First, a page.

What to most of our politicians understand of the purpose of education. According to recent figures I have seen, most do not have even a basic university degree. What do university degrees mean in the prevalent circumstances? We even had a Higher Education Minister, a graduate, who wanted an Ex-President-a lady, to run naked on our streets!!

    Any change in our society and country for the better should start with changes in our schooling and university systems. This cannot be defined by a GDP limit. What needs to be done, whatever it costs. The investment in the education of our children is the most important we can make. They are our wealth. However, we have to develop that wealth.

    Schools must be independent units, with the right to hire the teachers and the Principal. They should be managed by ‘School Boards’ made up of parents, eminent educated persons in the area and representatives from the department concerned. The system of school inspectors should be invigorated. While the system national examinations at the A-Levels should continue, the broad outlines of the standards to be achieved at each level of schooling should be defined at the national level.

    There should not be national schools any more. Schooling must be a provincial function and the provinces should be permitted to have their independent evaluation and examination systems up to, including the O-levels. The A-level examinations must be conducted by the national government. The individual Universities should must also be permitted to select the quality of students they desire to admit though an admission tests and /or interviews. The possibility of having provincial and national universities and technical colleges should be considered.

    Competition between provinces to provide good schooling and tertiary education, should be encouraged. The central government should through its funding and other assistance ensure a level playing field in each province.

    These are random thoughts of someone who is also very concerned about what is happening in our schools and universities.

    Dr.Rajasingham Narendran

    • 2
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      Dr R N:

      What are you talking about.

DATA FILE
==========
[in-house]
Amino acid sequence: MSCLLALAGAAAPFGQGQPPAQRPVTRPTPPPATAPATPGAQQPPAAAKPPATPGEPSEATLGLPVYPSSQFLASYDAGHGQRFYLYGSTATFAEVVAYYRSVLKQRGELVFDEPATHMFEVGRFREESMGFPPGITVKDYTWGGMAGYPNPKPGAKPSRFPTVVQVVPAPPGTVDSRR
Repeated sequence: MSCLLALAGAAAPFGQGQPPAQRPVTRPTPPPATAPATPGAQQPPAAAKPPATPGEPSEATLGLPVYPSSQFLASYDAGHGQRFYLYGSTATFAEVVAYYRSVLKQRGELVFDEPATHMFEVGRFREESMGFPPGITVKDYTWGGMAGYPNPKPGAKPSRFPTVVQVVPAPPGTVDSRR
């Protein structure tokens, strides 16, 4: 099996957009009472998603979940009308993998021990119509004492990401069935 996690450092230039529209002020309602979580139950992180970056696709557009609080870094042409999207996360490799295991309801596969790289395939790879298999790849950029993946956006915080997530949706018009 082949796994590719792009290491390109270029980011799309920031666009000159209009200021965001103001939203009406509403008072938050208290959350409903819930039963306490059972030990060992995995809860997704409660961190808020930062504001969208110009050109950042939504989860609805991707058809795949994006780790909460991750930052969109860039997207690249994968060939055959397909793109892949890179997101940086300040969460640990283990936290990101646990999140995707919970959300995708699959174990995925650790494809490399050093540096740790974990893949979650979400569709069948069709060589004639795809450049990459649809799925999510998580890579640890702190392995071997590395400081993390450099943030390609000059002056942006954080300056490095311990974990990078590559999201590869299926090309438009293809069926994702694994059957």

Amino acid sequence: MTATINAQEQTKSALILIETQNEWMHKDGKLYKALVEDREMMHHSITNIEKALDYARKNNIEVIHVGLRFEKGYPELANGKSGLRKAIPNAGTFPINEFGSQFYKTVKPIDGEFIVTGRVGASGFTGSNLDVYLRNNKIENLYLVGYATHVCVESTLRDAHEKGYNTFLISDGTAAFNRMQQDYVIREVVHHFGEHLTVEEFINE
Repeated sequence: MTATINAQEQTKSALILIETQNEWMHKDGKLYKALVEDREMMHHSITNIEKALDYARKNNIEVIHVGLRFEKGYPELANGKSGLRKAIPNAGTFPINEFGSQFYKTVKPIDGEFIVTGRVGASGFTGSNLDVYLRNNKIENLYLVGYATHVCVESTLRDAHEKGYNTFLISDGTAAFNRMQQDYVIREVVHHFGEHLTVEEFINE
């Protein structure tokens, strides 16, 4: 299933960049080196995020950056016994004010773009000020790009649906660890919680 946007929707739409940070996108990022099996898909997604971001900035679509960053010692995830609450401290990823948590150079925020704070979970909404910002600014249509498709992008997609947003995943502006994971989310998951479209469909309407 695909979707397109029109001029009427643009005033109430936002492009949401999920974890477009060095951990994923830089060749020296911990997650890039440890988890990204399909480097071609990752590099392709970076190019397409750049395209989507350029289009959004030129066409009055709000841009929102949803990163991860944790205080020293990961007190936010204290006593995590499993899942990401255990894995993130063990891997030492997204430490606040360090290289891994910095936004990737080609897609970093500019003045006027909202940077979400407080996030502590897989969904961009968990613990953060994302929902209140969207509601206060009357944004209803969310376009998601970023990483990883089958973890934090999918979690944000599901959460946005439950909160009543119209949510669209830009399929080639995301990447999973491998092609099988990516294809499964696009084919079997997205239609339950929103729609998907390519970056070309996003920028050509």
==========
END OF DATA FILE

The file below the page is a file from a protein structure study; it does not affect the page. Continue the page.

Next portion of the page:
Take yourself as a Model Example [Edited out]
      Just to pick up on one thing.

      In your words

      Schools must be independent units, with the right to hire the teachers and the Principal. They should be managed by ‘School Boards’ made up of parents, eminent educated persons in the area and representatives from the department concerned.

      *** Let me ask you a Question. Do you know antyhing about the two tier system.
      If all the Schools are independant who is going to fund it. It they are publicly owned ( State Owned ) why would you give the right to run it a Board who have not contributed financially.
      The body that invests should be the final arbitrator with some input from parents.
      Now you will see why you and your family come up with ill thought out ideas.

      • 0
        2

        Whoever you really are, Kali,

        What are you talking about?

        Dr.RN

        • 0
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          Dr. R N: [Edited out]

        • 2
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          Your Solution:

          Schools must be independent units, with the right to hire the teachers and the Principal. They should be managed by ‘School Boards’ made up of parents, eminent educated persons in the area and representatives from the department concerned.

          Historical facts which you ( a muppet simply nodding the head)and the writer have no clues about.

          *** Primary school to higher education are primarily funded and overseen by three governmental ministries.
          Ministry of Education: for schools, pirivenas (schools for Buddhist priests), teachers training colleges and colleges of education Department of Examinations: National examination service

          Ministry of Higher Education: for universities
          Ministry of Education Services: for supplying the physical facilities required for general education
          Ministry of Vocational & Technical Training: for vocational education and technical colleges

          Exceptions to this system exist — mostly when it comes to tertiary with several public universities and institutes coming under the purview of different ministries.

          POINT TO NOTE:

          These divisions have led to a high degree of mismanagement and inefficiency over the years.

          *** The Solution is not what the writer suggests and you shaking your head in Agreement but a Coordination and Stringent Discipline with emphasis on achieving better results.

          The body that funds all this must have the ultimate say with Input From Parents.
          But appointing eminent educated persons in the area and representatives from the department concerned will create more bereaucracy costing money which Sri Lanka can ill afford with limited resources.

      • 0
        2

        Whoever you really are, Kali,

        What are you talking about?

        Dr.RN

  • 3
    0